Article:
Terence Blanchard

Absence

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Absence Review

by Matt Collar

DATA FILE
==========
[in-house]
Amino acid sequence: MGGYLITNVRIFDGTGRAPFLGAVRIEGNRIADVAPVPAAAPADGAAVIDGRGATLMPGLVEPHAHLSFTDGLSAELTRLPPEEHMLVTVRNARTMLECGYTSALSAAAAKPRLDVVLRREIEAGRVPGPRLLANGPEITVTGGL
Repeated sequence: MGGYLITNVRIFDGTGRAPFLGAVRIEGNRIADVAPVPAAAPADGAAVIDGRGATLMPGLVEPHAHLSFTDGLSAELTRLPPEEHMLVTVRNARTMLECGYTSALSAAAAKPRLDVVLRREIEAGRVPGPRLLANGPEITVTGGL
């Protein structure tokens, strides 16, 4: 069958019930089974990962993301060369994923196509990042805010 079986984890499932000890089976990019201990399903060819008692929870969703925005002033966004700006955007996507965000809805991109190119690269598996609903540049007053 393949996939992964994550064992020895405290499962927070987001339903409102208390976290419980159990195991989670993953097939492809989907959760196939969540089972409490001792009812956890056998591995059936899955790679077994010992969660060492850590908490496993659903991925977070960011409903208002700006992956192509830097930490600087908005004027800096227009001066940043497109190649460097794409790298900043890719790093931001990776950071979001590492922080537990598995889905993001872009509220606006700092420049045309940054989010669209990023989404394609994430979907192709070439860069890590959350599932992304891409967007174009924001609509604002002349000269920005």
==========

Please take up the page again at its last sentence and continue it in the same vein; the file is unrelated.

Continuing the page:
Terence Blanchard's third studio album since returning to Blue Note in 2013, 2021's Absence is an ambitious and textural production that finds the trumpeter pulling together many of the seemingly disparate stylistic threads of his career. Thematically, the album is a tribute to boundary-pushing saxophonist Wayne Shorter, whose modal-, Latin-, and fusion-informed albums, not to mention his work with Miles Davis in the '60s, has been a major influence on Blanchard. And while there are several well-curated Shorter tunes interpreted here, Blanchard primarily uses Shorter as an inspirational catalyst for his band's own expansive blend of contemporary fusion and post-bop. Joining the trumpeter again is his E-Collective, featuring pianist Fabian Almazan, guitarist Charles Altura, bassist David Ginyard, and drummer Oscar Seaton. Blanchard has featured the E-Collective on all of his recent Blue Note albums, a band that echoes the influence of Miles Davis '70s electric ensembles, as well as Shorter's work with his landmark fusion group Weather Report. Also contributing is the genre-defying group the Turtle Island Quartet, led here by violinist David Balakrishnan with violinist Gabe Terracciano, violist Benjamin von Gutzeit, and cellist Malcom Parson. Their presence on Absence brings a modern classical bent that feels in keeping with Blanchard's longtime work as a film composer, as well as his Grammy-winning work with large ensembles as on A Tale of God's Will (A Requiem for Katrina). On some tracks, like the edgy and kinetic "I Dare You," Blanchard utilizes Turtle Island for extended introductions, crafting little chamber works that set up a given song's melody before his E-Collective takes over. At other times, as on his loping, funky reading of Shorter's "When It Was Now" off 1982's Weather Report, he weaves them into his group's overall sound, crafting shimmering orchestral accents that off-set his group's liquid, improvisatory interplay. We also get a dreamy orchestral take on Shorter's "Fall" that nicely evokes the original 1968 version off Miles Davis' Nefertiti. Yet more wildly evocative is Blanchard's reworking of Shorter's ballad "Diana" off 1975's Native Dancer. Here, he transforms Shorter's dewy soprano leads into a dusky string arrangement for Turtle Island, full of shadow and light that build slowly before Blanchard takes over, painting broad, noir-ish strokes with his horn. In many ways, Absence mirrors Shorter's defiantly eclectic career as he moved from swinging hard bop to avant-garde jazz, electric fusion, and his latter-career resurgence with his acoustic quartet. Absence is a mutative and nuanced album, but one which rewards both casual listening and extended deep dives.

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